Listen to part of a lecture in an astronomy class.
OK. We've been looking at some of the smaller members of our solar system, comets.
You already know about the structure of comets.
Let's continue our discussion now by talking about orbits, especially those of the so-called periodic-orbit comets.
These are the comets that circle around the Sun pretty regularly.
They return again and again, predictably, after a certain period of time.
That's why we say their orbits are periodic.
Probably the most famous and brightest of these is Halley's comet.
Halley's comet comes from far out in the solar system, goes in close to the Sun, and then out again.
At its closest approach to the Sun, Halley's comet is about twice as close to the Sun as Earth is.
And at it's farthest, it's about thirty-five times farther from the Sun than we are, which puts it out beyond Neptune.
Basically, the idea here is that a periodic comet, with its very elongated orbit, just keeps coming back around again and again.
With Halley's comet, well, it returns every 75 years, roughly.
But where is Halley's comet during most of this time?
Well, like all orbiting bodies, a comet moves faster when it's closer to the Sun.
So it only spends about a year or two in our neighborhood, inside the orbit of Jupiter.
Most of its time is spent way out beyond Jupiter's orbit, poking along near the farther reaches of its own orbit.
Because of this, we can only see Halley's for a few months every 75 years, first on its way in toward the sun, and then on its way out again.
Now, you remember from our previous discussion that a comet's nucleus, its core, is made up of ice and dust, like a frozen snowball, and as it approaches the sun, it starts to heat up.
And some of the ice vaporize into gas and spreads out from the nucleus.
The gases that vaporize from the comet, the comet never collects them back again, so on every orbit, the comet leaves part of itself behind.
OK, how old is this solar system?
Four and a half billion years, remember?
And Halley's is going around the sun once every 75 years and losing stuff each time.
So the comet should be long gone by now, right?
I mean, how, come Halley's is still there?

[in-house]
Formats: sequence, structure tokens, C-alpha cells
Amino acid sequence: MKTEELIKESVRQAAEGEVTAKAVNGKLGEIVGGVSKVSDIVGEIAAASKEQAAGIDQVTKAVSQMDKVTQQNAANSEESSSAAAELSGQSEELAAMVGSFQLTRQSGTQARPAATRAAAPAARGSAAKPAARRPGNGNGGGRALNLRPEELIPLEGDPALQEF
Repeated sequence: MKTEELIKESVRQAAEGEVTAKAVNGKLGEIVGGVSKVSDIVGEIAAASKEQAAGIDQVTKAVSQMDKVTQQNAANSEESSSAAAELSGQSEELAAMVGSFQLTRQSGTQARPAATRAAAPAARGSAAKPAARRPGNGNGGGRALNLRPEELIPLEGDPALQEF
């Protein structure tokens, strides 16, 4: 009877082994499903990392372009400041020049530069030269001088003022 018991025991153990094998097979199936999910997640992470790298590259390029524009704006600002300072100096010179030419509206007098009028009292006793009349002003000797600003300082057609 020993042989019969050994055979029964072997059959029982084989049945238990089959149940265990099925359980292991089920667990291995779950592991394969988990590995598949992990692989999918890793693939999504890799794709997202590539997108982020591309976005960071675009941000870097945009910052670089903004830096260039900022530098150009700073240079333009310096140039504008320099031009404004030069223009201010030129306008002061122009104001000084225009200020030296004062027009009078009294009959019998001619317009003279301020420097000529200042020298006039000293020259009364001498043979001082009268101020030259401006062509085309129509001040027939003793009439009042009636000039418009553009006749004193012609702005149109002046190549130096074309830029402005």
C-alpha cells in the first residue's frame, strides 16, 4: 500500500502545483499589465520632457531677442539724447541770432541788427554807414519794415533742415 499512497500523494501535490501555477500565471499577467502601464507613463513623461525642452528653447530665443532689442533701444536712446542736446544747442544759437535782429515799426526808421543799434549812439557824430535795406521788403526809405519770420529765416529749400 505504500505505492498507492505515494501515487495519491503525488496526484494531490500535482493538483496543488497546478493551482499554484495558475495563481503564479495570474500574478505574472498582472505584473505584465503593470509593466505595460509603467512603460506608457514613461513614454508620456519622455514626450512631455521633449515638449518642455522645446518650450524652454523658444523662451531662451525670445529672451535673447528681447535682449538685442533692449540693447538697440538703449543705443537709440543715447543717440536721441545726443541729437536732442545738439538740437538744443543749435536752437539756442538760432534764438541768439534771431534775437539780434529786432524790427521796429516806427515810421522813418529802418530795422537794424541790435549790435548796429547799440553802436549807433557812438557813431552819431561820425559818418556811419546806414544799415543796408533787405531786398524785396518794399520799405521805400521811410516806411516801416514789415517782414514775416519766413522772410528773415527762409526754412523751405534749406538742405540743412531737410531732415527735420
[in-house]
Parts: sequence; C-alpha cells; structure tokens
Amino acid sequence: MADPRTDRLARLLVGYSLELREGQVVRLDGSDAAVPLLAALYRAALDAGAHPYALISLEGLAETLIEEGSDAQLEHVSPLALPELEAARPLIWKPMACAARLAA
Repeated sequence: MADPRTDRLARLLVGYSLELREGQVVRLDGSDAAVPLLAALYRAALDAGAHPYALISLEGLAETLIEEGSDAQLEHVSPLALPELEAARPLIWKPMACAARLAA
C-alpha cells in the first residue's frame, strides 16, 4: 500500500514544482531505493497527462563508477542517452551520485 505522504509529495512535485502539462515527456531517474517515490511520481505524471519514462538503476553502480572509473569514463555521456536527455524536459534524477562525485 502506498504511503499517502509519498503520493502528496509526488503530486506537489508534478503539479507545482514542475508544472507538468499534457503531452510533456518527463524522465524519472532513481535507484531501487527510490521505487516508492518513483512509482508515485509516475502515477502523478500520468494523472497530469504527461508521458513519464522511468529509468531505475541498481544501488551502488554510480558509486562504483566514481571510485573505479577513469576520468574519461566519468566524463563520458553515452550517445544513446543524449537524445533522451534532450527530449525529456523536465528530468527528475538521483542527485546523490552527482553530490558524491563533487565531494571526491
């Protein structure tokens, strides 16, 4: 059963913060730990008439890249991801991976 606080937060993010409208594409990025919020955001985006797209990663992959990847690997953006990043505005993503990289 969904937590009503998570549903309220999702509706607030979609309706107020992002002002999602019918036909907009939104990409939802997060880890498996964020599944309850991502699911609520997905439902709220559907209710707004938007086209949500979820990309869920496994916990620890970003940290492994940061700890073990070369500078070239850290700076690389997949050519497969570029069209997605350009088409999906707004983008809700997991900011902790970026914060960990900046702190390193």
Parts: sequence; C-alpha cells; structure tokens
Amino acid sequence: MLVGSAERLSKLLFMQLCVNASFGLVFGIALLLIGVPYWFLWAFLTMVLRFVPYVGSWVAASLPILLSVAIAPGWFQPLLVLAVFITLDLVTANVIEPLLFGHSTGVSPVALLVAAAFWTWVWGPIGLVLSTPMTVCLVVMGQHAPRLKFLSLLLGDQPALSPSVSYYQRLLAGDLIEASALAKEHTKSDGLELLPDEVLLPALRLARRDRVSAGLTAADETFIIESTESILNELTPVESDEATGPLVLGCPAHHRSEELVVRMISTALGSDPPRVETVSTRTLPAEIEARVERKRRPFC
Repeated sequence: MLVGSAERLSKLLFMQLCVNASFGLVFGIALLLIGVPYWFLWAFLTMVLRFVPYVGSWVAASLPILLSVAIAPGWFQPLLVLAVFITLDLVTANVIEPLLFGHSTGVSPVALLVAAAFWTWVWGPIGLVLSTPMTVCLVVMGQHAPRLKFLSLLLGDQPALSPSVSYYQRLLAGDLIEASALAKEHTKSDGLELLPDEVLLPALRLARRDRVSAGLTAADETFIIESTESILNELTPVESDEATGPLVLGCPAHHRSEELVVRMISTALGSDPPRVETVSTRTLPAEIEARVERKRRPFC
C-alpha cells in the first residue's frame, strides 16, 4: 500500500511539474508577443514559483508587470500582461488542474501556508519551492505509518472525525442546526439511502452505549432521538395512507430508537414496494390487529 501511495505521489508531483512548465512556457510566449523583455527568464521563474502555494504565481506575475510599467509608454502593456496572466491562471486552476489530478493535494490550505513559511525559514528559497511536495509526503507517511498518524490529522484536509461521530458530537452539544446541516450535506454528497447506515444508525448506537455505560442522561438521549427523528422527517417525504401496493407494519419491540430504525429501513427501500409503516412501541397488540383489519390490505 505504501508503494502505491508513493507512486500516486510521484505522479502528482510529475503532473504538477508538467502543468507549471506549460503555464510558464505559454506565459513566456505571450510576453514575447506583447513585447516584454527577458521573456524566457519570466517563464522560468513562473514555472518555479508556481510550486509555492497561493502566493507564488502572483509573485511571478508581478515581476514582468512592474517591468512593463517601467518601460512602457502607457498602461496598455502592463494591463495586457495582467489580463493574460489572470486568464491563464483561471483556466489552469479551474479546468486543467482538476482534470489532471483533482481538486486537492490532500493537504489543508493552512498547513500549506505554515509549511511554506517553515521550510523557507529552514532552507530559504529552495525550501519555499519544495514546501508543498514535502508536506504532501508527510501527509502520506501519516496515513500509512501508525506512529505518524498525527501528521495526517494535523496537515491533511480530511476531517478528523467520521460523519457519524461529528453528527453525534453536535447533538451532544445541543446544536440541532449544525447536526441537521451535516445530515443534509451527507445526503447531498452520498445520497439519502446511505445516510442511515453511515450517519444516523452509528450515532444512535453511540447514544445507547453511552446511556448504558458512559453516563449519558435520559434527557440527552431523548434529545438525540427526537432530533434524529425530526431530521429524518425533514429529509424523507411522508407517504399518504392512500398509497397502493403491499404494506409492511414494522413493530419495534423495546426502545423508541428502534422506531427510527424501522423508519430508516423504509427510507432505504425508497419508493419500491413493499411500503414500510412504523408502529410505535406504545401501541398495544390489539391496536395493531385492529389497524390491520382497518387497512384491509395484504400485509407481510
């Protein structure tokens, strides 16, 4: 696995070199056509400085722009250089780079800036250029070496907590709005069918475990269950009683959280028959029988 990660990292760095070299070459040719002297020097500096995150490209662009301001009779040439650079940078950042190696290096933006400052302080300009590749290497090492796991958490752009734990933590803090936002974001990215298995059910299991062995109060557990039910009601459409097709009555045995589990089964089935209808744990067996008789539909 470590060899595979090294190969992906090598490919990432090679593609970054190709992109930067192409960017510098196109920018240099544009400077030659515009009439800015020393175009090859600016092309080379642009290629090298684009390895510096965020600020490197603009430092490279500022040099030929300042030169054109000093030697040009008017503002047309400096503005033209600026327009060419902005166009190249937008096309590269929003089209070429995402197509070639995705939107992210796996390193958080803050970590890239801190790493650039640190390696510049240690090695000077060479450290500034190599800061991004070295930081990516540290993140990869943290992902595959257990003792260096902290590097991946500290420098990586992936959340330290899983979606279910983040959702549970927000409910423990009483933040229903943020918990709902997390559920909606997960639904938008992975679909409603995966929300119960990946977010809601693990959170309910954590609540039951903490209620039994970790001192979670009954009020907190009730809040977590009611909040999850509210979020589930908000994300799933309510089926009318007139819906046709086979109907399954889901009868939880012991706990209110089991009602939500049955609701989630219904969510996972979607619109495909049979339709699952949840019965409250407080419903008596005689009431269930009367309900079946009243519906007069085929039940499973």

After four and a half billion years, how could it be?
Well the answer is that this comet hasn't always been in such a short periodic orbit, since once a comet gets into an orbit that keeps it coming in close to the sun quite frequently.
Well, that comet's probably not going to be around too much longer.
So this kind of periodic orbit is only a phase in a comet's life.
A phase that just precedes its final breakup.
We've seen comets do that, going toward the sun and come back around, torn into pieces.
But lots of comets aren't like that.
They come in, pass behind the sun, and then travel back out.
But with an orbit so large, and its farthest point so far away from the sun that we just don't know how far out it goes.
We just can't determine that very accurately from the close in part of the orbit that we do see.
So these are often called parabolic-orbit comets.
Parabolic means the orbit is open at the far end.
Actually the orbit probably does close and return the comet to the vicinity of the sun eventually, but the period might be tens of thousands of years.
And basically, we can't determine it.
So we just, we refer to them as open-end parabolic-orbit comets.
So, what can change a comet with one of these long orbits where they only come by the sun occasionally into a much more frequent periodic visitor?
Well, gravitational interaction with planets, right?
If a comet on one of these long period orbit at some point comes close to Jupiter or Saturn or one of the other planets, then the pull of that planet's gravity might alter the orbit, maybe make it much shorter.
So this comet, if it happens to pass by a planet just the right way, it can be drawn into a new orbit, one that will capture it and keep it coming back around the sun much more often.